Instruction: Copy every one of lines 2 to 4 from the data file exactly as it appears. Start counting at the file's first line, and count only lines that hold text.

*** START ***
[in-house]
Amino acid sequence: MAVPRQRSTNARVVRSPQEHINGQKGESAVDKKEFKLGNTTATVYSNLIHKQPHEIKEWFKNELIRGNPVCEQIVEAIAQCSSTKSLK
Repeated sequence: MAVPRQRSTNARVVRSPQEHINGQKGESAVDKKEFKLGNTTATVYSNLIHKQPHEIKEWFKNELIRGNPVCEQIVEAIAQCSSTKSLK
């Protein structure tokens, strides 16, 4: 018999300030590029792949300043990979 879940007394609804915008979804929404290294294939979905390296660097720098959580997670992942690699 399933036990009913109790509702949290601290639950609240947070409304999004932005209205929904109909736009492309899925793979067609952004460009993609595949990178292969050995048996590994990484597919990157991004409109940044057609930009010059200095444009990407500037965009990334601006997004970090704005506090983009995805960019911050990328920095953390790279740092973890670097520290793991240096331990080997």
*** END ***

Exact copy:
Amino acid sequence: MAVPRQRSTNARVVRSPQEHINGQKGESAVDKKEFKLGNTTATVYSNLIHKQPHEIKEWFKNELIRGNPVCEQIVEAIAQCSSTKSLK
Repeated sequence: MAVPRQRSTNARVVRSPQEHINGQKGESAVDKKEFKLGNTTATVYSNLIHKQPHEIKEWFKNELIRGNPVCEQIVEAIAQCSSTKSLK
């Protein structure tokens, strides 16, 4: 018999300030590029792949300043990979 879940007394609804915008979804929404290294294939979905390296660097720098959580997670992942690699 399933036990009913109790509702949290601290639950609240947070409304999004932005209205929904109909736009492309899925793979067609952004460009993609595949990178292969050995048996590994990484597919990157991004409109940044057609930009010059200095444009990407500037965009990334601006997004970090704005506090983009995805960019911050990328920095953390790279740092973890670097520290793991240096331990080997």